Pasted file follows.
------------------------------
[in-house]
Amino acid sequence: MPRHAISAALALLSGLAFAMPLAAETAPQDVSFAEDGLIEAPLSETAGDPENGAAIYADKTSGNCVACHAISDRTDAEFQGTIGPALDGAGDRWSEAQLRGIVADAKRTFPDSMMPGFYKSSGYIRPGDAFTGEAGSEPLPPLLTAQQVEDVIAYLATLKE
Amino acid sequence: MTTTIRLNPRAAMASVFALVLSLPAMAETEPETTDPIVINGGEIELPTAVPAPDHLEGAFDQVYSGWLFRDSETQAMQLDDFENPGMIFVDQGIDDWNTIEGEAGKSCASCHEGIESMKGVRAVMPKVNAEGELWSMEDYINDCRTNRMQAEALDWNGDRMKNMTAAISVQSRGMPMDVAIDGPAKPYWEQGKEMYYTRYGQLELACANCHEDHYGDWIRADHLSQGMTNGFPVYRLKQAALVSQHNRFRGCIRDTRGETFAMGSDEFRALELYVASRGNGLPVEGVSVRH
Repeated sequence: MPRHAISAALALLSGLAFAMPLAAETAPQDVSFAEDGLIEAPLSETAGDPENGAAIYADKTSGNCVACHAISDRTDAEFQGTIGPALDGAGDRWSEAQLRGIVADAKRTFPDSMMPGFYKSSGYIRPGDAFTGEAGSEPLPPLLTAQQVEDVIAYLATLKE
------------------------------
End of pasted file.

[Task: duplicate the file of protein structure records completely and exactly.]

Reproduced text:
[in-house]
Amino acid sequence: MPRHAISAALALLSGLAFAMPLAAETAPQDVSFAEDGLIEAPLSETAGDPENGAAIYADKTSGNCVACHAISDRTDAEFQGTIGPALDGAGDRWSEAQLRGIVADAKRTFPDSMMPGFYKSSGYIRPGDAFTGEAGSEPLPPLLTAQQVEDVIAYLATLKE
Amino acid sequence: MTTTIRLNPRAAMASVFALVLSLPAMAETEPETTDPIVINGGEIELPTAVPAPDHLEGAFDQVYSGWLFRDSETQAMQLDDFENPGMIFVDQGIDDWNTIEGEAGKSCASCHEGIESMKGVRAVMPKVNAEGELWSMEDYINDCRTNRMQAEALDWNGDRMKNMTAAISVQSRGMPMDVAIDGPAKPYWEQGKEMYYTRYGQLELACANCHEDHYGDWIRADHLSQGMTNGFPVYRLKQAALVSQHNRFRGCIRDTRGETFAMGSDEFRALELYVASRGNGLPVEGVSVRH
Repeated sequence: MPRHAISAALALLSGLAFAMPLAAETAPQDVSFAEDGLIEAPLSETAGDPENGAAIYADKTSGNCVACHAISDRTDAEFQGTIGPALDGAGDRWSEAQLRGIVADAKRTFPDSMMPGFYKSSGYIRPGDAFTGEAGSEPLPPLLTAQQVEDVIAYLATLKE